On June 1, 2004, at 3:50 p.m., Juan was riding in the bed of a Landscape Consultants of Texas (LCT) pickup truck on his way back from work. The pickup was being driven by Abraham Soto and was towing a utility trailer that was owned by LCT. Three other LCT employees were riding in the cab of the pickup. They were traveling southbound on highway 249 in Northwest Houston when the truck skidded right, into the shoulder, where it crashed into a metal barrier. The truck turned on its side and caught on fire. Juan was ejected from the truck bed and fell to the ground below the overpass on which the truck was located at the time of the wreck. The other LCT employees survived with minor injuries.
Juan’s wife and eight children hired our firm to sue LCT and Soto for negligence. In our lawsuit, we claimed that Soto failed to keep a proper lookout and caused the accident that led to the Juan’s death. We also claimed that LCT was vicariously liable for Soto’s negligence and that it negligently failed to provide the employees with safe transportation equipment. Soto stated at the scene of the wreck that a green car cut him off and caused him to swerve right and skid. LCT backed-up Soto’s story and contended that it provided its crew with safe transportation equipment.
A fatal commute
Juan fell 26 feet to his death. We hired a forensic engineer to determine why Juan was flung over the side of the overpass to his death when the pickup truck turned over. The engineer determined that the 1985 F-250 was hauling a two-ton trailer that didn’t have brakes and was traveling at 52 mph at the time of the crash. The force was enough to send Juan over the guardrail onto the roadway below. The pickup caught fire on impact. He was found to have suffered a fractured skull, broken ribs, contusions on his heart, and 2nd and 3rd degree burns on his body. The fire had burned throguh his pants and through one shoe.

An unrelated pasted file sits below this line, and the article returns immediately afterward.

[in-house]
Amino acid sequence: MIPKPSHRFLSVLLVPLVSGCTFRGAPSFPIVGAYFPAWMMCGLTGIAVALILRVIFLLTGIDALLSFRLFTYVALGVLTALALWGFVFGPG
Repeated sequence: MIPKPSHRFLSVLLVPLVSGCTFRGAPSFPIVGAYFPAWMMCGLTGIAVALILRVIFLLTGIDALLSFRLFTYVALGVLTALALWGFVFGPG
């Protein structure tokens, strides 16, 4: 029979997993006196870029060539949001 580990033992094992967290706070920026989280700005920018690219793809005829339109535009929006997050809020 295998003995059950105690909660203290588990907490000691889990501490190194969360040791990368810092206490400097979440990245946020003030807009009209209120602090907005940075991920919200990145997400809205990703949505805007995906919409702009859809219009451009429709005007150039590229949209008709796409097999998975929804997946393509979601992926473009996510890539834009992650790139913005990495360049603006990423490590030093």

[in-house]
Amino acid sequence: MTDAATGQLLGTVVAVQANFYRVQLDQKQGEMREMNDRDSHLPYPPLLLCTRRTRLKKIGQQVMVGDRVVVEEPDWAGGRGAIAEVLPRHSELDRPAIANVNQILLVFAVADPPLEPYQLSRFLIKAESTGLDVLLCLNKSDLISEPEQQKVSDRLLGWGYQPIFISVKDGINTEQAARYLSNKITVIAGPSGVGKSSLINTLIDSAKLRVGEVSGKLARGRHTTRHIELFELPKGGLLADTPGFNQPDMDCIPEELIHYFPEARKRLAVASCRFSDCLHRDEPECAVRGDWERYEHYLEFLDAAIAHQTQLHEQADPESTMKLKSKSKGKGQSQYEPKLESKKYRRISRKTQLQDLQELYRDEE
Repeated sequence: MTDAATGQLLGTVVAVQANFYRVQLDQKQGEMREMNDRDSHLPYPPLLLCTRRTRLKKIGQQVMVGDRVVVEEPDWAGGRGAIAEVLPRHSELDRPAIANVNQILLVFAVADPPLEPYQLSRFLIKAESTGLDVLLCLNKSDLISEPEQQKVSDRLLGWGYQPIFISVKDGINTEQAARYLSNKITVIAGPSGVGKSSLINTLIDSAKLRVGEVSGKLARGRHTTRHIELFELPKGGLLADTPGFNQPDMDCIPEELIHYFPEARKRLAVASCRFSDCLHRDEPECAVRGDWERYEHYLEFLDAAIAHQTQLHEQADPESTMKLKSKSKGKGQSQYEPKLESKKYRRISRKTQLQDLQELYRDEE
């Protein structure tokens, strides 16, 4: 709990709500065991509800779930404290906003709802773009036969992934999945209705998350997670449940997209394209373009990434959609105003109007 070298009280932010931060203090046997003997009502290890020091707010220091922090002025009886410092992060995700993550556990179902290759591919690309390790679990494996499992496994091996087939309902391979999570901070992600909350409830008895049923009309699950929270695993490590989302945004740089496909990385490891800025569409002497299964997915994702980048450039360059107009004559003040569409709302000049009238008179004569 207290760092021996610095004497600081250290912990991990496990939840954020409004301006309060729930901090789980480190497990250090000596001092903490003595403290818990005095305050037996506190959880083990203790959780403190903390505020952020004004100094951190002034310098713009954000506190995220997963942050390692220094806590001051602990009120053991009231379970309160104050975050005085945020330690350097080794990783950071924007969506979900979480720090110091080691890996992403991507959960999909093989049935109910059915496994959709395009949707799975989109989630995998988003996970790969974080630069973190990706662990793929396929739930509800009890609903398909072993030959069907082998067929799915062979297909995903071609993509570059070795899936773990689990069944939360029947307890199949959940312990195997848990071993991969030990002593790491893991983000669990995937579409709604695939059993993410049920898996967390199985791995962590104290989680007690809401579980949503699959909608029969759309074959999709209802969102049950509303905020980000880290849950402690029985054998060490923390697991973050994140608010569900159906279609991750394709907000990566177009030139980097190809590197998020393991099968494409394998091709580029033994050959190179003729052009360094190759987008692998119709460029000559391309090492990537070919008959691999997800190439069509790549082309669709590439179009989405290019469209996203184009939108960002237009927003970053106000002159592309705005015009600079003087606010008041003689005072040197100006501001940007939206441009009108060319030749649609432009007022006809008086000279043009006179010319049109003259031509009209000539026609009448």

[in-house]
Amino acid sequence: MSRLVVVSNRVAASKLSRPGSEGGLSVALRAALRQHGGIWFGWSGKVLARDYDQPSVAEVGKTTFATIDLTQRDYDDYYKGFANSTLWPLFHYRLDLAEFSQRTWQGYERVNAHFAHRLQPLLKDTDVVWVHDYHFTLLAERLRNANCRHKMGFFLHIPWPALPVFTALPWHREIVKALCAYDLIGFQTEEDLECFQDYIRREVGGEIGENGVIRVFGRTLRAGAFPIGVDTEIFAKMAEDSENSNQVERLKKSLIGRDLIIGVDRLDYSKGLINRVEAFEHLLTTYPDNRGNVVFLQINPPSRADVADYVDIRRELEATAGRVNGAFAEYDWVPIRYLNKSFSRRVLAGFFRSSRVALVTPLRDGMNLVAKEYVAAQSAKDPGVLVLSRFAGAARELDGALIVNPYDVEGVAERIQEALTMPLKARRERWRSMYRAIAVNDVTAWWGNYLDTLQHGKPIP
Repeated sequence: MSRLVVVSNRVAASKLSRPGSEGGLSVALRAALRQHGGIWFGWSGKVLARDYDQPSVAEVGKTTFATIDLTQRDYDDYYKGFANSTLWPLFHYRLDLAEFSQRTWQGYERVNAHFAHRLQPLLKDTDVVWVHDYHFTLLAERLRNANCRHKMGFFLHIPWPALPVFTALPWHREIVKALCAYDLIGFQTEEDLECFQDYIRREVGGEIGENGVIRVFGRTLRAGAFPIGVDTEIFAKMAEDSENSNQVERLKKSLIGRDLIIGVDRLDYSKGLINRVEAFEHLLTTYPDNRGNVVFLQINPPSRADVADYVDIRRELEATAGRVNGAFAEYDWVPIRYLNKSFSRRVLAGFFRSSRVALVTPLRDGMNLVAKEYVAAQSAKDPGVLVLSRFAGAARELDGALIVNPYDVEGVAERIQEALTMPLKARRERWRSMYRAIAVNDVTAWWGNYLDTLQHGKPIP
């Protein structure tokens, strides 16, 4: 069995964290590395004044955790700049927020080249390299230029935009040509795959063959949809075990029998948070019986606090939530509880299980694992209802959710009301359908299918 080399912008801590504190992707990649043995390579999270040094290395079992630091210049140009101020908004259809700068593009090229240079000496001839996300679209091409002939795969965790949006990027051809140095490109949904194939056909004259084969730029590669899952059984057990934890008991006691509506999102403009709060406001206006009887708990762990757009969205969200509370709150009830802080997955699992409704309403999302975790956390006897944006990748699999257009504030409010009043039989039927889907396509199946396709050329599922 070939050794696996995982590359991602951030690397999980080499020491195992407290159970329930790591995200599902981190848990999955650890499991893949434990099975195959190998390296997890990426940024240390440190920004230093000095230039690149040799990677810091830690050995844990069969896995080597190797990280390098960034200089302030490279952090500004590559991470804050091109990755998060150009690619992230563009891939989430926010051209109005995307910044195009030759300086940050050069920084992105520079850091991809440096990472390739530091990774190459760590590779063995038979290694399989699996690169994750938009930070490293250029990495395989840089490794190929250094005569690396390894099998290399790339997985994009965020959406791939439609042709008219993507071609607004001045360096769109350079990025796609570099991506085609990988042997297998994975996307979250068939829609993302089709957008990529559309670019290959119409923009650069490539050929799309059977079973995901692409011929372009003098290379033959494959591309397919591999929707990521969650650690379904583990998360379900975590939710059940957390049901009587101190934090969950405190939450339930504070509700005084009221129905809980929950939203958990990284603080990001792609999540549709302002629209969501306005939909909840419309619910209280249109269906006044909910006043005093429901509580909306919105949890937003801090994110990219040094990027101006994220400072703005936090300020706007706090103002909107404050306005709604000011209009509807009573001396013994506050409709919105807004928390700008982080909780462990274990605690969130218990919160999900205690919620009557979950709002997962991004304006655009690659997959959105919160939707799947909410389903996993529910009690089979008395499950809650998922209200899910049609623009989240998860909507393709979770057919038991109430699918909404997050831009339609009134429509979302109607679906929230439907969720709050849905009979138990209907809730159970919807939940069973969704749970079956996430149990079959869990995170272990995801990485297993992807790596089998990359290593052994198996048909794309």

Witnesses at the scene claimed that they saw a guy on fire, stopped their car, and ran to Juan. They pulled him to the side of the road, extinguished the flames, and said that he was a little conscious and mumbling. EMS arrived 10 minutes after 911 was called, and took 10 minutes to pronounce Juan dead. The defense claimed that Juan did not experience any conscious pain or suffering in the accident. Their argument was backed up by the medical examiner.
Family accepts settlement day before trial
In 1972 Juan married Eloisa in a church in Valle, Mexico. He worked in the U.S. as a landscaper, and she cleaned houses when they needed extra money. They raised eight children and were happy. When Eloisa heard about her husband’s death, she collapsed and had a stroke because she was so upset about her loss.
We worked the case up to trial – the defense denied any liability and refused to pay. LCT’s insurance company sued LCT nine months before our case was set to go to trial because they wanted to have a judgement of no coverage in place so they wouldn’t have to pay. About ten days before our case was set to go to trial, LCT’s insurance company, Ohio Casualty, offered a conditional defense, which LCT rejected. At that point, Ohio Casualty became actively involved in settlement negotiations in order to avoid having their case go before a jury.
Eloisa and her children accepted a $700,000 settlement offer the day before trial. Ohio Casualty contributed $675,000 and Allstate Insurance (Mr. Soto’s insurance company) paid policy limits of $25,000.